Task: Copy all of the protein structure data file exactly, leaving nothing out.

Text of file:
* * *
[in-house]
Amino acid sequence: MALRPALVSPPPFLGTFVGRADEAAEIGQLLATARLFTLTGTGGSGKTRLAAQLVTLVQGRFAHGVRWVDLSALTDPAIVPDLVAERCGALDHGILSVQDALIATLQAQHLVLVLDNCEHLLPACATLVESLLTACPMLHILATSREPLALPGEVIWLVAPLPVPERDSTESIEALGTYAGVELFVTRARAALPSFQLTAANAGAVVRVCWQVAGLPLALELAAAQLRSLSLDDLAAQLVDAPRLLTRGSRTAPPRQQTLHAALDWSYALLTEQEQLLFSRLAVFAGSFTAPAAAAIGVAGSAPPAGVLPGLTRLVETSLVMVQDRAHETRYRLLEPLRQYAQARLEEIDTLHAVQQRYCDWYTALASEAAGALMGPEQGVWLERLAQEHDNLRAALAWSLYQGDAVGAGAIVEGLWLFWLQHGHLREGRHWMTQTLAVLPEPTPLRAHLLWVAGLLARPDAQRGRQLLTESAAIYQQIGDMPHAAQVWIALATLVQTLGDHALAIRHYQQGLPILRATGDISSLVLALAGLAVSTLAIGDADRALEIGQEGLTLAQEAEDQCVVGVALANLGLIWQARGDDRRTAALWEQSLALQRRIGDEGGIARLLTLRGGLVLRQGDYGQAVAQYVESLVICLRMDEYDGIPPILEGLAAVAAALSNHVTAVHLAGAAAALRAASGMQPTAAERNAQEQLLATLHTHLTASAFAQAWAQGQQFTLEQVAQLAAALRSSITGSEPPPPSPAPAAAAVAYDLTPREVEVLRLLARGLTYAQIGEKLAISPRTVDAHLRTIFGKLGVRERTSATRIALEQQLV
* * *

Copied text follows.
[in-house]
Amino acid sequence: MALRPALVSPPPFLGTFVGRADEAAEIGQLLATARLFTLTGTGGSGKTRLAAQLVTLVQGRFAHGVRWVDLSALTDPAIVPDLVAERCGALDHGILSVQDALIATLQAQHLVLVLDNCEHLLPACATLVESLLTACPMLHILATSREPLALPGEVIWLVAPLPVPERDSTESIEALGTYAGVELFVTRARAALPSFQLTAANAGAVVRVCWQVAGLPLALELAAAQLRSLSLDDLAAQLVDAPRLLTRGSRTAPPRQQTLHAALDWSYALLTEQEQLLFSRLAVFAGSFTAPAAAAIGVAGSAPPAGVLPGLTRLVETSLVMVQDRAHETRYRLLEPLRQYAQARLEEIDTLHAVQQRYCDWYTALASEAAGALMGPEQGVWLERLAQEHDNLRAALAWSLYQGDAVGAGAIVEGLWLFWLQHGHLREGRHWMTQTLAVLPEPTPLRAHLLWVAGLLARPDAQRGRQLLTESAAIYQQIGDMPHAAQVWIALATLVQTLGDHALAIRHYQQGLPILRATGDISSLVLALAGLAVSTLAIGDADRALEIGQEGLTLAQEAEDQCVVGVALANLGLIWQARGDDRRTAALWEQSLALQRRIGDEGGIARLLTLRGGLVLRQGDYGQAVAQYVESLVICLRMDEYDGIPPILEGLAAVAAALSNHVTAVHLAGAAAALRAASGMQPTAAERNAQEQLLATLHTHLTASAFAQAWAQGQQFTLEQVAQLAAALRSSITGSEPPPPSPAPAAAAVAYDLTPREVEVLRLLARGLTYAQIGEKLAISPRTVDAHLRTIFGKLGVRERTSATRIALEQQLV